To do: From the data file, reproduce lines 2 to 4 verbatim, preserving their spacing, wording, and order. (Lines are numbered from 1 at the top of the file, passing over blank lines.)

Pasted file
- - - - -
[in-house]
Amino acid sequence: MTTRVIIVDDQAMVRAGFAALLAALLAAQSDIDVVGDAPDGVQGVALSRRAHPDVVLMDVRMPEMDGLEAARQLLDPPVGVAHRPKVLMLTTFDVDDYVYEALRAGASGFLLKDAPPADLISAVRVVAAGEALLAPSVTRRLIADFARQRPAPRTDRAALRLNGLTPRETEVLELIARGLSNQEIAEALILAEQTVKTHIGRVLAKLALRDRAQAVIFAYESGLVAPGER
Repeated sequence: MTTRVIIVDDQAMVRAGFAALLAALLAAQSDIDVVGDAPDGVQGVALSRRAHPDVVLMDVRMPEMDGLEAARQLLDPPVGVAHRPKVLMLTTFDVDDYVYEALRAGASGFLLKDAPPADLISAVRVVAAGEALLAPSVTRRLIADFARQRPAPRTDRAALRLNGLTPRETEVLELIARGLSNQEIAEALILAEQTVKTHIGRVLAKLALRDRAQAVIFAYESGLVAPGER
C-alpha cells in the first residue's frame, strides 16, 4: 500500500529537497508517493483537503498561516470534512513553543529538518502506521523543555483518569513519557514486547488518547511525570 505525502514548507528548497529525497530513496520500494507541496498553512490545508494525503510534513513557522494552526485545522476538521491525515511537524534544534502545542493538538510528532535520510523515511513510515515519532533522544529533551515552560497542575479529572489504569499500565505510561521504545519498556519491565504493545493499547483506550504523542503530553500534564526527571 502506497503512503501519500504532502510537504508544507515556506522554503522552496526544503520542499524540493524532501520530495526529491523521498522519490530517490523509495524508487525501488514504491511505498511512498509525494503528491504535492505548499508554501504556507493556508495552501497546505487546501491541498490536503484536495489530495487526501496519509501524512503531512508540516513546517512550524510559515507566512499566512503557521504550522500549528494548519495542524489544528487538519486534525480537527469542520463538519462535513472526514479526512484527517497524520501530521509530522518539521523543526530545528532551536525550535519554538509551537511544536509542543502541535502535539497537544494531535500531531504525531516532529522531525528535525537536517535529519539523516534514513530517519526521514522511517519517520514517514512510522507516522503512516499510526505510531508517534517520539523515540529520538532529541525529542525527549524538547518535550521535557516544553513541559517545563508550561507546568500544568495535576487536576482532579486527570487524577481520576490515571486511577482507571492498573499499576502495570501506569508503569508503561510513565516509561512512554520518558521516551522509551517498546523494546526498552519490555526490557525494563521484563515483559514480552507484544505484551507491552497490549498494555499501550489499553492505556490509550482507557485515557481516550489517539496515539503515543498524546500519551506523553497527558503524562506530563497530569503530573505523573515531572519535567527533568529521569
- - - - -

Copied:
Amino acid sequence: MTTRVIIVDDQAMVRAGFAALLAALLAAQSDIDVVGDAPDGVQGVALSRRAHPDVVLMDVRMPEMDGLEAARQLLDPPVGVAHRPKVLMLTTFDVDDYVYEALRAGASGFLLKDAPPADLISAVRVVAAGEALLAPSVTRRLIADFARQRPAPRTDRAALRLNGLTPRETEVLELIARGLSNQEIAEALILAEQTVKTHIGRVLAKLALRDRAQAVIFAYESGLVAPGER
Repeated sequence: MTTRVIIVDDQAMVRAGFAALLAALLAAQSDIDVVGDAPDGVQGVALSRRAHPDVVLMDVRMPEMDGLEAARQLLDPPVGVAHRPKVLMLTTFDVDDYVYEALRAGASGFLLKDAPPADLISAVRVVAAGEALLAPSVTRRLIADFARQRPAPRTDRAALRLNGLTPRETEVLELIARGLSNQEIAEALILAEQTVKTHIGRVLAKLALRDRAQAVIFAYESGLVAPGER
C-alpha cells in the first residue's frame, strides 16, 4: 500500500529537497508517493483537503498561516470534512513553543529538518502506521523543555483518569513519557514486547488518547511525570 505525502514548507528548497529525497530513496520500494507541496498553512490545508494525503510534513513557522494552526485545522476538521491525515511537524534544534502545542493538538510528532535520510523515511513510515515519532533522544529533551515552560497542575479529572489504569499500565505510561521504545519498556519491565504493545493499547483506550504523542503530553500534564526527571 502506497503512503501519500504532502510537504508544507515556506522554503522552496526544503520542499524540493524532501520530495526529491523521498522519490530517490523509495524508487525501488514504491511505498511512498509525494503528491504535492505548499508554501504556507493556508495552501497546505487546501491541498490536503484536495489530495487526501496519509501524512503531512508540516513546517512550524510559515507566512499566512503557521504550522500549528494548519495542524489544528487538519486534525480537527469542520463538519462535513472526514479526512484527517497524520501530521509530522518539521523543526530545528532551536525550535519554538509551537511544536509542543502541535502535539497537544494531535500531531504525531516532529522531525528535525537536517535529519539523516534514513530517519526521514522511517519517520514517514512510522507516522503512516499510526505510531508517534517520539523515540529520538532529541525529542525527549524538547518535550521535557516544553513541559517545563508550561507546568500544568495535576487536576482532579486527570487524577481520576490515571486511577482507571492498573499499576502495570501506569508503569508503561510513565516509561512512554520518558521516551522509551517498546523494546526498552519490555526490557525494563521484563515483559514480552507484544505484551507491552497490549498494555499501550489499553492505556490509550482507557485515557481516550489517539496515539503515543498524546500519551506523553497527558503524562506530563497530569503530573505523573515531572519535567527533568529521569